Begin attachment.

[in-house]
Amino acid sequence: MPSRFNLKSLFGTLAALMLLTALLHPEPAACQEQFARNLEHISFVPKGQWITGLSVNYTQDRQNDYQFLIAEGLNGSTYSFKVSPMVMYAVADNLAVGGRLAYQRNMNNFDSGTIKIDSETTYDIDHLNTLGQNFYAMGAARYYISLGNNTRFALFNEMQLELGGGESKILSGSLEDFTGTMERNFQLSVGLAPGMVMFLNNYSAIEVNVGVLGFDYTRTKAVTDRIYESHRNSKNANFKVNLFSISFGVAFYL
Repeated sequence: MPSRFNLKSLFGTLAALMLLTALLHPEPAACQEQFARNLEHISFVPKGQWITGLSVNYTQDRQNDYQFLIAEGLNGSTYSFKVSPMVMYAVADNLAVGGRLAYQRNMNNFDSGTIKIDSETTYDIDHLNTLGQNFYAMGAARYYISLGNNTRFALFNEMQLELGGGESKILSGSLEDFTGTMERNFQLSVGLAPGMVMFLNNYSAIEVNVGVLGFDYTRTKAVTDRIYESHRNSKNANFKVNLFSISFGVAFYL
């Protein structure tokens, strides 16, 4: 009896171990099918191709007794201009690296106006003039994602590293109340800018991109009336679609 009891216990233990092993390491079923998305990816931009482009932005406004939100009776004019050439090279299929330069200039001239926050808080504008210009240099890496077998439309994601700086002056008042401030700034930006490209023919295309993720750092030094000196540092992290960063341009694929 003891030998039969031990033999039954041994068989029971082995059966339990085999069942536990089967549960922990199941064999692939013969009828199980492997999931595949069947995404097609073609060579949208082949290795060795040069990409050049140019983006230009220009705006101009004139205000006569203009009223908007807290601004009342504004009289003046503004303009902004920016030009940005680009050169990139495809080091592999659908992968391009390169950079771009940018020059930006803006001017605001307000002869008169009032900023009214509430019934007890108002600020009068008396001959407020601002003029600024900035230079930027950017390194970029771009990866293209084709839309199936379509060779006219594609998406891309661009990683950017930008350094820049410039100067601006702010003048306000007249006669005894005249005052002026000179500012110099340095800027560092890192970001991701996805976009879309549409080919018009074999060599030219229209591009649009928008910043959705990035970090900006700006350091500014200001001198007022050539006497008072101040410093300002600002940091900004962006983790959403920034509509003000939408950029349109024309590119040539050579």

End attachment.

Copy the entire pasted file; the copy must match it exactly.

[in-house]
Amino acid sequence: MPSRFNLKSLFGTLAALMLLTALLHPEPAACQEQFARNLEHISFVPKGQWITGLSVNYTQDRQNDYQFLIAEGLNGSTYSFKVSPMVMYAVADNLAVGGRLAYQRNMNNFDSGTIKIDSETTYDIDHLNTLGQNFYAMGAARYYISLGNNTRFALFNEMQLELGGGESKILSGSLEDFTGTMERNFQLSVGLAPGMVMFLNNYSAIEVNVGVLGFDYTRTKAVTDRIYESHRNSKNANFKVNLFSISFGVAFYL
Repeated sequence: MPSRFNLKSLFGTLAALMLLTALLHPEPAACQEQFARNLEHISFVPKGQWITGLSVNYTQDRQNDYQFLIAEGLNGSTYSFKVSPMVMYAVADNLAVGGRLAYQRNMNNFDSGTIKIDSETTYDIDHLNTLGQNFYAMGAARYYISLGNNTRFALFNEMQLELGGGESKILSGSLEDFTGTMERNFQLSVGLAPGMVMFLNNYSAIEVNVGVLGFDYTRTKAVTDRIYESHRNSKNANFKVNLFSISFGVAFYL
């Protein structure tokens, strides 16, 4: 009896171990099918191709007794201009690296106006003039994602590293109340800018991109009336679609 009891216990233990092993390491079923998305990816931009482009932005406004939100009776004019050439090279299929330069200039001239926050808080504008210009240099890496077998439309994601700086002056008042401030700034930006490209023919295309993720750092030094000196540092992290960063341009694929 003891030998039969031990033999039954041994068989029971082995059966339990085999069942536990089967549960922990199941064999692939013969009828199980492997999931595949069947995404097609073609060579949208082949290795060795040069990409050049140019983006230009220009705006101009004139205000006569203009009223908007807290601004009342504004009289003046503004303009902004920016030009940005680009050169990139495809080091592999659908992968391009390169950079771009940018020059930006803006001017605001307000002869008169009032900023009214509430019934007890108002600020009068008396001959407020601002003029600024900035230079930027950017390194970029771009990866293209084709839309199936379509060779006219594609998406891309661009990683950017930008350094820049410039100067601006702010003048306000007249006669005894005249005052002026000179500012110099340095800027560092890192970001991701996805976009879309549409080919018009074999060599030219229209591009649009928008910043959705990035970090900006700006350091500014200001001198007022050539006497008072101040410093300002600002940091900004962006983790959403920034509509003000939408950029349109024309590119040539050579």